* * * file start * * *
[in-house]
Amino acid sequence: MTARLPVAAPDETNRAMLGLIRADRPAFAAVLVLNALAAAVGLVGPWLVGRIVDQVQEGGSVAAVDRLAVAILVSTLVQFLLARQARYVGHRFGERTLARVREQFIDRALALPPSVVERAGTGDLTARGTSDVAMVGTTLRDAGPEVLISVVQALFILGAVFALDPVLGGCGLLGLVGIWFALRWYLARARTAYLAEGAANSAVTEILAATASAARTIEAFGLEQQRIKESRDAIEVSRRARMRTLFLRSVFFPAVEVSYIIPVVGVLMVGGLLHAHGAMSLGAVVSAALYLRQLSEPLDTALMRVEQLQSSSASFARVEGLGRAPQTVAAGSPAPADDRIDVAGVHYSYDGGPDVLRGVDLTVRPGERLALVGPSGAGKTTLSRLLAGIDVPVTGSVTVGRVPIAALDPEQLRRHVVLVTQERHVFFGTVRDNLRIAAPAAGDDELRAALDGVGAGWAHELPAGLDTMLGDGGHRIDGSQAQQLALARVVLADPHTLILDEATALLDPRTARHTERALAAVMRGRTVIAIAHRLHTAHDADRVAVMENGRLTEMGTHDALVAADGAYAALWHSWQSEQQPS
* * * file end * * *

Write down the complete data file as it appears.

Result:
[in-house]
Amino acid sequence: MTARLPVAAPDETNRAMLGLIRADRPAFAAVLVLNALAAAVGLVGPWLVGRIVDQVQEGGSVAAVDRLAVAILVSTLVQFLLARQARYVGHRFGERTLARVREQFIDRALALPPSVVERAGTGDLTARGTSDVAMVGTTLRDAGPEVLISVVQALFILGAVFALDPVLGGCGLLGLVGIWFALRWYLARARTAYLAEGAANSAVTEILAATASAARTIEAFGLEQQRIKESRDAIEVSRRARMRTLFLRSVFFPAVEVSYIIPVVGVLMVGGLLHAHGAMSLGAVVSAALYLRQLSEPLDTALMRVEQLQSSSASFARVEGLGRAPQTVAAGSPAPADDRIDVAGVHYSYDGGPDVLRGVDLTVRPGERLALVGPSGAGKTTLSRLLAGIDVPVTGSVTVGRVPIAALDPEQLRRHVVLVTQERHVFFGTVRDNLRIAAPAAGDDELRAALDGVGAGWAHELPAGLDTMLGDGGHRIDGSQAQQLALARVVLADPHTLILDEATALLDPRTARHTERALAAVMRGRTVIAIAHRLHTAHDADRVAVMENGRLTEMGTHDALVAADGAYAALWHSWQSEQQPS